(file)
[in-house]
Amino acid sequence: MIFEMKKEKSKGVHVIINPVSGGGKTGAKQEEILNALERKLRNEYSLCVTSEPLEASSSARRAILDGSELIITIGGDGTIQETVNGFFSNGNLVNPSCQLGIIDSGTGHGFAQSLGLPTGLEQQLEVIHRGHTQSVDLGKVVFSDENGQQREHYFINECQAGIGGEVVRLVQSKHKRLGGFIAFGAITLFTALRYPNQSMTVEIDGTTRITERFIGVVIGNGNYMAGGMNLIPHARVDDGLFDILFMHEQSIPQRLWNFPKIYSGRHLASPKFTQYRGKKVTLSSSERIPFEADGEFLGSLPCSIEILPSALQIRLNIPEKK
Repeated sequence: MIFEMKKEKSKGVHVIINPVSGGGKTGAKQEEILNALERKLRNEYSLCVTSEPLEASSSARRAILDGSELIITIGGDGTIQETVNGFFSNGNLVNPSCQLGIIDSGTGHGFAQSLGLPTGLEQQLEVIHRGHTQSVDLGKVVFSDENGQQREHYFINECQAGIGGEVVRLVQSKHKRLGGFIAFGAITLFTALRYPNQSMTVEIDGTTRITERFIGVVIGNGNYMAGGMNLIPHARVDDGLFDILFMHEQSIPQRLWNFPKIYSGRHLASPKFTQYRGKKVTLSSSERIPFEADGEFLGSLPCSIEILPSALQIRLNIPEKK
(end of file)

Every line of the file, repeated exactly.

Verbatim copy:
[in-house]
Amino acid sequence: MIFEMKKEKSKGVHVIINPVSGGGKTGAKQEEILNALERKLRNEYSLCVTSEPLEASSSARRAILDGSELIITIGGDGTIQETVNGFFSNGNLVNPSCQLGIIDSGTGHGFAQSLGLPTGLEQQLEVIHRGHTQSVDLGKVVFSDENGQQREHYFINECQAGIGGEVVRLVQSKHKRLGGFIAFGAITLFTALRYPNQSMTVEIDGTTRITERFIGVVIGNGNYMAGGMNLIPHARVDDGLFDILFMHEQSIPQRLWNFPKIYSGRHLASPKFTQYRGKKVTLSSSERIPFEADGEFLGSLPCSIEILPSALQIRLNIPEKK
Repeated sequence: MIFEMKKEKSKGVHVIINPVSGGGKTGAKQEEILNALERKLRNEYSLCVTSEPLEASSSARRAILDGSELIITIGGDGTIQETVNGFFSNGNLVNPSCQLGIIDSGTGHGFAQSLGLPTGLEQQLEVIHRGHTQSVDLGKVVFSDENGQQREHYFINECQAGIGGEVVRLVQSKHKRLGGFIAFGAITLFTALRYPNQSMTVEIDGTTRITERFIGVVIGNGNYMAGGMNLIPHARVDDGLFDILFMHEQSIPQRLWNFPKIYSGRHLASPKFTQYRGKKVTLSSSERIPFEADGEFLGSLPCSIEILPSALQIRLNIPEKK